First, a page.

"She is aware she is the most dynamic person in the room," said Witherspoon. "I think she’s hyper-aware of a lot of things, and deeply upset. I always when I started playing this character, I was like, 'I’m not sure I can play this character.' And David and Jean-Marc and Nicole were like, 'What are you talking about? You’re perfect for this character.' Really? I don’t know if I find that sort of offensive. Bossy know it all, busybody.

"But then she becomes aware through the process, and as you get further into the series, you start to realize the reason that she is so controlling and so high strung, and so tightly wound, is really because she’s concealing something very difficult for her to hold. And when she finally let’s it go in the end of this series, she can finally see her truth and become more of a little more mellow, I guess."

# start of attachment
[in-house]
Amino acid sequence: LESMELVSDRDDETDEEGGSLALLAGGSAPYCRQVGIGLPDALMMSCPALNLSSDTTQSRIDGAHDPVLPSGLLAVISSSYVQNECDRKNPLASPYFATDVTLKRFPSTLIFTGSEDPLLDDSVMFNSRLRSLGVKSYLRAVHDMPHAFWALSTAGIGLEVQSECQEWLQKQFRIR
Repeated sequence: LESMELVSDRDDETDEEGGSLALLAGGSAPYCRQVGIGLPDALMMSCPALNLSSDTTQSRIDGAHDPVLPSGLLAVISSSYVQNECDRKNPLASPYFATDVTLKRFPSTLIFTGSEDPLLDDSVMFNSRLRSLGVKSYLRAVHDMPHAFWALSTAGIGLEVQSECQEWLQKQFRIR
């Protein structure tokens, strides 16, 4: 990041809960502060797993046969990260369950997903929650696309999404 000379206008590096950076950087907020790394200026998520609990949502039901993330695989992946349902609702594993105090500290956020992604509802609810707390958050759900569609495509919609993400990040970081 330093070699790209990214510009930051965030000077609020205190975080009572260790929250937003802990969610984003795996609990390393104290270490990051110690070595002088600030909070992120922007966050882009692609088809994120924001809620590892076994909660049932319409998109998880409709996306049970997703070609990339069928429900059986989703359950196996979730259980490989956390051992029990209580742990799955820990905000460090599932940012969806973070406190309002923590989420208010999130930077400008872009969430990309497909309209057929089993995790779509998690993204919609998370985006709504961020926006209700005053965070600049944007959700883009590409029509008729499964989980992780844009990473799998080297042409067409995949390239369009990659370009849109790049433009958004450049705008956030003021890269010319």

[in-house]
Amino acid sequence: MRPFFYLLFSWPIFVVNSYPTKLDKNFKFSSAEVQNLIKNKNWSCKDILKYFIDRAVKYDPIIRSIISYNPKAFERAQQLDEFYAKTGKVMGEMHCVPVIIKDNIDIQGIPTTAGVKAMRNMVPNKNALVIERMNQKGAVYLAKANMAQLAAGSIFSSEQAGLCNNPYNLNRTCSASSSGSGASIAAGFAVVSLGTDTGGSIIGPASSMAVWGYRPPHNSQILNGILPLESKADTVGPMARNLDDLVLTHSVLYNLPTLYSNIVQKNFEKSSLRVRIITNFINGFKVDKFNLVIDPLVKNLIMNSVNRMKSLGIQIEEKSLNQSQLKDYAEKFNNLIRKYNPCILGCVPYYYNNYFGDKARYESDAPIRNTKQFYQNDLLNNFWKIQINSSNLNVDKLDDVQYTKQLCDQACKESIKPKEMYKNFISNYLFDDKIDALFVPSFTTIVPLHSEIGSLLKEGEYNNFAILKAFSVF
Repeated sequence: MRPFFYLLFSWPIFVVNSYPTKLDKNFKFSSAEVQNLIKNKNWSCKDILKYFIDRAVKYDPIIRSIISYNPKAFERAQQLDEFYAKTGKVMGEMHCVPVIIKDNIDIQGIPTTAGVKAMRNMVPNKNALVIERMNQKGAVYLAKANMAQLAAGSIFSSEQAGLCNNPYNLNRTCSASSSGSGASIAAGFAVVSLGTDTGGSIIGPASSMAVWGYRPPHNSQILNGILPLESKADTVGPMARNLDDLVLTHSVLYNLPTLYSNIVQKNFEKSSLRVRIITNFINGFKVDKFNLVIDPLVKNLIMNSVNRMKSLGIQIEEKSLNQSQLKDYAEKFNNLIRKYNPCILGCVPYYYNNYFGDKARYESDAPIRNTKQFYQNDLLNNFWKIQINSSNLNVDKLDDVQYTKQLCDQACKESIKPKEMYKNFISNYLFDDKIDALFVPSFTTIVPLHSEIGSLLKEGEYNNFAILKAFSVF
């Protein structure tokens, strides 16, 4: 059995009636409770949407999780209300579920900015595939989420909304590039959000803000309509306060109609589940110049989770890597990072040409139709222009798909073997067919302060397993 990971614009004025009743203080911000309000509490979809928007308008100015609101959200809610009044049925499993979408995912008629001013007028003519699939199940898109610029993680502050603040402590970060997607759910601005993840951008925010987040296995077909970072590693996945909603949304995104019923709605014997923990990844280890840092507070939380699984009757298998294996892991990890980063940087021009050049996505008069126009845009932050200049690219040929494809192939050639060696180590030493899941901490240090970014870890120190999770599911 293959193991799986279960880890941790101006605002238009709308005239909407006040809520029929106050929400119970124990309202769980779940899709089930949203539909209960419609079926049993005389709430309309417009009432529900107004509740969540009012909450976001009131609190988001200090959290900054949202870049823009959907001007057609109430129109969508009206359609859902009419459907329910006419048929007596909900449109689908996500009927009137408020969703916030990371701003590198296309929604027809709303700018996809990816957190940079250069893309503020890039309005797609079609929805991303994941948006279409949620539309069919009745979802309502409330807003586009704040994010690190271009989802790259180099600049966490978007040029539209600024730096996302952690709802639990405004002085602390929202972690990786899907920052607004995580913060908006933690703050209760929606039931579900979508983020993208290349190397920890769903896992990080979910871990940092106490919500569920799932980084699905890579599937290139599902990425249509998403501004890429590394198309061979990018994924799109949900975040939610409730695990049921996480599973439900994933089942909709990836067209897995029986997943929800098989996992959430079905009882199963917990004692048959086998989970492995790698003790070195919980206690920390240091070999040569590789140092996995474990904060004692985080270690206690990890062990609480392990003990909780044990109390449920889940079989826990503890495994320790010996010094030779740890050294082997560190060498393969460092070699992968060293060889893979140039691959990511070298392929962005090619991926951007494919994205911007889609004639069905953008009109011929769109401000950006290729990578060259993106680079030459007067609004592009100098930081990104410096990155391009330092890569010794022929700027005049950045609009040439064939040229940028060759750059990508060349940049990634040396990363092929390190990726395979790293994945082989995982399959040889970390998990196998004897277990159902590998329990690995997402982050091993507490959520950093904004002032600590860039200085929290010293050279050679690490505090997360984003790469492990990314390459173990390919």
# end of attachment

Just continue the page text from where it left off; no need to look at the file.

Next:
Witherspoon added there was one bonus working with her friend Kidman.

"Nicole and I were reflecting about this during the shooting," said Witherspoon. "For 25 years, I have been the only woman on set, so I had no other women to talk to. They call it like the Smurfette Syndrome where she’s got 100 Smurfs around, but she’s the only girl. And who gave birth to all these Smurfs anyway?

"We’re Smurfettes. But honestly, it’s so refreshing to get to spend time with women. And there would be times where I couldn’t break my character. I would call Nicole and go 'What do you think I should do with this scene? I can’t play this.'

"Or I would sit with Laura Dern in a car and go 'My character, I just can’t say those words. What would you say if you had to say this?' And honestly, we just like nurtured each other’s performance… I really feel more strongly than anything I’ve ever done that this is the greatest ensemble experience I’ve ever had."